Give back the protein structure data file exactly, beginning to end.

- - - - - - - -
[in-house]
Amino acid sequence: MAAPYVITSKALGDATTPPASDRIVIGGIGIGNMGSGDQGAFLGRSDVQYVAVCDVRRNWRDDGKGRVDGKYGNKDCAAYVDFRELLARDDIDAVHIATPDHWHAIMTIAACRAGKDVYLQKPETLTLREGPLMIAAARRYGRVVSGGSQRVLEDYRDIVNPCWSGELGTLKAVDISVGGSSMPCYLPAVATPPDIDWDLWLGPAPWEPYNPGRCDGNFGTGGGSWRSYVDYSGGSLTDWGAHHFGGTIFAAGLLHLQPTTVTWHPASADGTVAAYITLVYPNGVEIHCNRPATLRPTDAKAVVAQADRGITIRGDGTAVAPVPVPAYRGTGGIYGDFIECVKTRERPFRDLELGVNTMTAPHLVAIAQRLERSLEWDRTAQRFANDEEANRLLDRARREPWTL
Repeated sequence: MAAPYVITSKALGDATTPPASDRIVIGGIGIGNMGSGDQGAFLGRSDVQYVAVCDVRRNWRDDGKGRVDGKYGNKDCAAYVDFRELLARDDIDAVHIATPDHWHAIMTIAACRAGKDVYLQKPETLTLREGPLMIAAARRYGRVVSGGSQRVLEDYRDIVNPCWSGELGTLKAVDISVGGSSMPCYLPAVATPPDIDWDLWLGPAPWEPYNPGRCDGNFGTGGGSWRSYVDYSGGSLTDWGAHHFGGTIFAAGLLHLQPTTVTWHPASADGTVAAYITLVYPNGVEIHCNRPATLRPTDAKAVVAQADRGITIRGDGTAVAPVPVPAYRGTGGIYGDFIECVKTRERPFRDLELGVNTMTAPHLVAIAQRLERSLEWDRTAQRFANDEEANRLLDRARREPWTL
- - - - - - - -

[in-house]
Amino acid sequence: MAAPYVITSKALGDATTPPASDRIVIGGIGIGNMGSGDQGAFLGRSDVQYVAVCDVRRNWRDDGKGRVDGKYGNKDCAAYVDFRELLARDDIDAVHIATPDHWHAIMTIAACRAGKDVYLQKPETLTLREGPLMIAAARRYGRVVSGGSQRVLEDYRDIVNPCWSGELGTLKAVDISVGGSSMPCYLPAVATPPDIDWDLWLGPAPWEPYNPGRCDGNFGTGGGSWRSYVDYSGGSLTDWGAHHFGGTIFAAGLLHLQPTTVTWHPASADGTVAAYITLVYPNGVEIHCNRPATLRPTDAKAVVAQADRGITIRGDGTAVAPVPVPAYRGTGGIYGDFIECVKTRERPFRDLELGVNTMTAPHLVAIAQRLERSLEWDRTAQRFANDEEANRLLDRARREPWTL
Repeated sequence: MAAPYVITSKALGDATTPPASDRIVIGGIGIGNMGSGDQGAFLGRSDVQYVAVCDVRRNWRDDGKGRVDGKYGNKDCAAYVDFRELLARDDIDAVHIATPDHWHAIMTIAACRAGKDVYLQKPETLTLREGPLMIAAARRYGRVVSGGSQRVLEDYRDIVNPCWSGELGTLKAVDISVGGSSMPCYLPAVATPPDIDWDLWLGPAPWEPYNPGRCDGNFGTGGGSWRSYVDYSGGSLTDWGAHHFGGTIFAAGLLHLQPTTVTWHPASADGTVAAYITLVYPNGVEIHCNRPATLRPTDAKAVVAQADRGITIRGDGTAVAPVPVPAYRGTGGIYGDFIECVKTRERPFRDLELGVNTMTAPHLVAIAQRLERSLEWDRTAQRFANDEEANRLLDRARREPWTL